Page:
*With the series Looking, HBO has been spotlighting the current gay community, San Francisco-style. The show didn’t immediately pick up enormous amounts of supporters, but it’s kept on trucking—sort of like the community itself, lol.
*There were no fewer than two movies on the table about Yves St. Laurent—one authorized, one not--plus a slew of other terrific films with gay themes. For example, Love is Strange had John Lithgow and Alfred Molina as mature lovers in a crisis; The Skeleton Twins costarred Bill Hader as a troubled but likeable gay actor/waiter; Pride focused on the real-life contingent of LGBTs who supported the miners on strike in Thatcher’s UK; and The Imitation Game stars Benedict Cumberbatch in a sure-to-be-nominated performance as the gay man who helped crack the Nazis’ code while tying not to crack from the pressure. This all made up for Steve Carell’s creepy fixation on Channing Tatum in Foxcatcher.
*Self-loathing made for a riveting thriller with the raunchy French film Stranger By the Lake, in which gay men were drawn to an anonymous sex site, where they unconsciously sought their doom. The unhealthy allure of danger was the theme of the film—and gay men avoided seeing it in droves.
*The funniest scene in Chris Rock’s show biz satire Top Five had a closeted gay guy begging his girlfriend to finger his delicately poised butt. She ended up giving him the middle finger.
*Ellen Page came out in February, stating, “I’m tired of lying by omission.” I knew I could count on Juno to tell the truth. In November, singers Ty Herndon and Billy Gilman joined her in openness. Yee-haw.
*Irish musician Hozier delivered a powerful song against gay bashing called “Take Me To Church,” while Macklemore's Ryan Lewis, and Mary Lambert kept promoting their yay-gay messages. And it seemed as if popular music had reached its most enlightened state since the 1960s.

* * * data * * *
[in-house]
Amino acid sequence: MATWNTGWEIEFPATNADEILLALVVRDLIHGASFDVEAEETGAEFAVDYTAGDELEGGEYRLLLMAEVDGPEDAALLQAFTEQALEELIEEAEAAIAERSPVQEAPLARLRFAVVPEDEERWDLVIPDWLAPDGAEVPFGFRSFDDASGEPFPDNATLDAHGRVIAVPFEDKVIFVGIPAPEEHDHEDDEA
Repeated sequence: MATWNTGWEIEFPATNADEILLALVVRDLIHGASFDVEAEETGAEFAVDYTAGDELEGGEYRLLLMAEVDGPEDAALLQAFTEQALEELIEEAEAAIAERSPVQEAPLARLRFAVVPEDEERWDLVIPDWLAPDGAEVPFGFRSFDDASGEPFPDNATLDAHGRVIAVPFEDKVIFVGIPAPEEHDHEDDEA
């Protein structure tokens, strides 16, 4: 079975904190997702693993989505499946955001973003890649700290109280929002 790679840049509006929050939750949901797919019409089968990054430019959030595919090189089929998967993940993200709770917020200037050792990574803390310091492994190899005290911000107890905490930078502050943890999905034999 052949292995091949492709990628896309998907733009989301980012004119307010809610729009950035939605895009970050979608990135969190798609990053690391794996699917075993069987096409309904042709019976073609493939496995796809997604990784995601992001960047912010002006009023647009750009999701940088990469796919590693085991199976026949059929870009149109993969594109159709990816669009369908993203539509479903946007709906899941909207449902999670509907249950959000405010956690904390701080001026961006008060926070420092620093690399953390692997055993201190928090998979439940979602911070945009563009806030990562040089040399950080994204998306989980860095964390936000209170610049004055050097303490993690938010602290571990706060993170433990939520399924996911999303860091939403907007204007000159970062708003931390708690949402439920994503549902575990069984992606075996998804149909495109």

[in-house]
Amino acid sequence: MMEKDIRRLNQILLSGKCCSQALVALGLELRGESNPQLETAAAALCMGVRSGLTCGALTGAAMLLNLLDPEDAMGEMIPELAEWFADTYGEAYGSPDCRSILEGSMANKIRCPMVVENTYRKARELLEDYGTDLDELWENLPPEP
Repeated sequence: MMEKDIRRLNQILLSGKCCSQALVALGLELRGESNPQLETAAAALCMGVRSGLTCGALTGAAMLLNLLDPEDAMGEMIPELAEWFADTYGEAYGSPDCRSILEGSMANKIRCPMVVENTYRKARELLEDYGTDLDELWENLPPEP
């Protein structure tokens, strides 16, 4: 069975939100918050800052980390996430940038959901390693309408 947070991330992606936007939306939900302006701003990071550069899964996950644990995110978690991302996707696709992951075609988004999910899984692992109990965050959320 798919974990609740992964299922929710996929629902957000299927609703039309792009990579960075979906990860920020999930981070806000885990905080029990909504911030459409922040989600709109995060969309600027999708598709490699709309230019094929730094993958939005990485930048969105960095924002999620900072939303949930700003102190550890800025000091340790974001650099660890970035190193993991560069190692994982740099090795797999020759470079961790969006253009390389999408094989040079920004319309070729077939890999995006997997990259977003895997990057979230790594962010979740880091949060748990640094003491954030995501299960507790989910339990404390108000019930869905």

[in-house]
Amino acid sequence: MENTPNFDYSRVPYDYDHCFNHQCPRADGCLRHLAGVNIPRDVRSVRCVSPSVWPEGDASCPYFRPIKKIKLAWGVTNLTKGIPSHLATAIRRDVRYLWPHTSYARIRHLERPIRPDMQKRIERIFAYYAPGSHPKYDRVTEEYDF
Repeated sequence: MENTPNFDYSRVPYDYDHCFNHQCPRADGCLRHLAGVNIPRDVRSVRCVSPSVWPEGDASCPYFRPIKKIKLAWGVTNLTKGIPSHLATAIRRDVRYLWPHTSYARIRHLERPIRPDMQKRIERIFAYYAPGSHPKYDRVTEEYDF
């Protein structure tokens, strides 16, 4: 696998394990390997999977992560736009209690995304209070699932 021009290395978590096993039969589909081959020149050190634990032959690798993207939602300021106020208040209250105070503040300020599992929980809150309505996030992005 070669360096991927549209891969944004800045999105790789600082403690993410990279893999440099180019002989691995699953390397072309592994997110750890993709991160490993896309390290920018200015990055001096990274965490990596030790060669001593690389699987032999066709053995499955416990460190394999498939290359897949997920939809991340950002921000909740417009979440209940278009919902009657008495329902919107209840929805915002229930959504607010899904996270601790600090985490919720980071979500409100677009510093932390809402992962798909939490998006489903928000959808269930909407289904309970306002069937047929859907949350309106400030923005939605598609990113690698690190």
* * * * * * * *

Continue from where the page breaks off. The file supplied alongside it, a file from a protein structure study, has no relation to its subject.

*Joan Rivers died from therapeutic complications during a medical procedure, and it was a real crime, since the 81-year-old comic—the original Bianca Del Rio—had a lot of hilarious years left in her. Rivers had long cultivated a gay following, who loved her acid wit and wicked obsession with gossip, and she worshiped us right back. Her “Can we talk?” was the world’s most provocative icebreaker, one that prompted Pavlovian whinnies of glee around the globe.
*Star of all media Neil Patrick Harris will host the Oscars in February. Oh, good, they finally got a gay person, unlike last year, when it was…Ellen. Nevermind.
>>>CLICK THROUGH FOR: MUSTO'S 10 FAVORITE STAGE MOMENTS
Neil Patrick Harris & Alan Cumming backstage at the Tony Awards
MY 10 FAVORITE STAGE MOMENTS
Broadway couldn’t have been more LGBT-scented this year. In the New York theater world, gay and drag are clearly the new normal, to the point where some tourists who find themselves sitting down to a hetero romantic comedy get a sinking feeling of “What the hell is this?”
My 10 best bits on Broad-gay this year:
This is the lauded but soon closing revisal of the ‘90s musical about the conjoined Hilton Sisters (no, not Paris and Nicky; I’m talking about 1930s vaudeville stars Daisy and Violet). The show always had a character who backed out of marrying one of the gals at the last minute. Well, in openly gay director/reviser Bill Condon’s version, it was spelled out that he was gay—and suddenly it all made sense.